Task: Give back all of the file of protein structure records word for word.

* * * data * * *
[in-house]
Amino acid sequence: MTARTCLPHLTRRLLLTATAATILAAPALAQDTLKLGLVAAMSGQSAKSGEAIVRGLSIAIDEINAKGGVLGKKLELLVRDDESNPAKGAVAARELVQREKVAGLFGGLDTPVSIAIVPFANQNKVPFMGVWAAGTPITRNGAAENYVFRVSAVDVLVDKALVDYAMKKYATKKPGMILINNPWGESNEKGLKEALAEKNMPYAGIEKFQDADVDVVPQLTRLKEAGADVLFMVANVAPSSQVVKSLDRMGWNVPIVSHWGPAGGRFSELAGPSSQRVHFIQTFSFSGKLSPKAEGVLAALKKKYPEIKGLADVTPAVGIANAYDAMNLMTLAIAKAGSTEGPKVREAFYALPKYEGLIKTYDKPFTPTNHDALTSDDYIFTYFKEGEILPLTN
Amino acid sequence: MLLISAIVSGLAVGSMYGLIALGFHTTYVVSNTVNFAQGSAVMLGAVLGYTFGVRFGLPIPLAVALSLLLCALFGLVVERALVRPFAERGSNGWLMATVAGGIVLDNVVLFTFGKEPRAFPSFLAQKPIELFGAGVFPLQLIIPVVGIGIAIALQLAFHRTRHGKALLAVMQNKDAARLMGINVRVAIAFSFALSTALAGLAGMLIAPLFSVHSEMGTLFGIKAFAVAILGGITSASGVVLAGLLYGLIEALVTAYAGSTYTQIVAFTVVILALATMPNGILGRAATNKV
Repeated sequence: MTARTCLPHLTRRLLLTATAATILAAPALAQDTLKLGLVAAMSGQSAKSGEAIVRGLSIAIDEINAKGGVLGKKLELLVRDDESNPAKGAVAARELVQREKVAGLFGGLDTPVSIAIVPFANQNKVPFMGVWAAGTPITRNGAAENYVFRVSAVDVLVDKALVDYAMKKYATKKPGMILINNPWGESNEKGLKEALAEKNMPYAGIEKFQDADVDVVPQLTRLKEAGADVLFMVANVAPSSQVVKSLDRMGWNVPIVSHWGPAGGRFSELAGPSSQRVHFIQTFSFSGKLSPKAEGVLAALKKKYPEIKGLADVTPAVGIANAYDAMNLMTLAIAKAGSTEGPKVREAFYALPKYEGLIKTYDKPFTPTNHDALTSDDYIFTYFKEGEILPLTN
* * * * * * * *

[in-house]
Amino acid sequence: MTARTCLPHLTRRLLLTATAATILAAPALAQDTLKLGLVAAMSGQSAKSGEAIVRGLSIAIDEINAKGGVLGKKLELLVRDDESNPAKGAVAARELVQREKVAGLFGGLDTPVSIAIVPFANQNKVPFMGVWAAGTPITRNGAAENYVFRVSAVDVLVDKALVDYAMKKYATKKPGMILINNPWGESNEKGLKEALAEKNMPYAGIEKFQDADVDVVPQLTRLKEAGADVLFMVANVAPSSQVVKSLDRMGWNVPIVSHWGPAGGRFSELAGPSSQRVHFIQTFSFSGKLSPKAEGVLAALKKKYPEIKGLADVTPAVGIANAYDAMNLMTLAIAKAGSTEGPKVREAFYALPKYEGLIKTYDKPFTPTNHDALTSDDYIFTYFKEGEILPLTN
Amino acid sequence: MLLISAIVSGLAVGSMYGLIALGFHTTYVVSNTVNFAQGSAVMLGAVLGYTFGVRFGLPIPLAVALSLLLCALFGLVVERALVRPFAERGSNGWLMATVAGGIVLDNVVLFTFGKEPRAFPSFLAQKPIELFGAGVFPLQLIIPVVGIGIAIALQLAFHRTRHGKALLAVMQNKDAARLMGINVRVAIAFSFALSTALAGLAGMLIAPLFSVHSEMGTLFGIKAFAVAILGGITSASGVVLAGLLYGLIEALVTAYAGSTYTQIVAFTVVILALATMPNGILGRAATNKV
Repeated sequence: MTARTCLPHLTRRLLLTATAATILAAPALAQDTLKLGLVAAMSGQSAKSGEAIVRGLSIAIDEINAKGGVLGKKLELLVRDDESNPAKGAVAARELVQREKVAGLFGGLDTPVSIAIVPFANQNKVPFMGVWAAGTPITRNGAAENYVFRVSAVDVLVDKALVDYAMKKYATKKPGMILINNPWGESNEKGLKEALAEKNMPYAGIEKFQDADVDVVPQLTRLKEAGADVLFMVANVAPSSQVVKSLDRMGWNVPIVSHWGPAGGRFSELAGPSSQRVHFIQTFSFSGKLSPKAEGVLAALKKKYPEIKGLADVTPAVGIANAYDAMNLMTLAIAKAGSTEGPKVREAFYALPKYEGLIKTYDKPFTPTNHDALTSDDYIFTYFKEGEILPLTN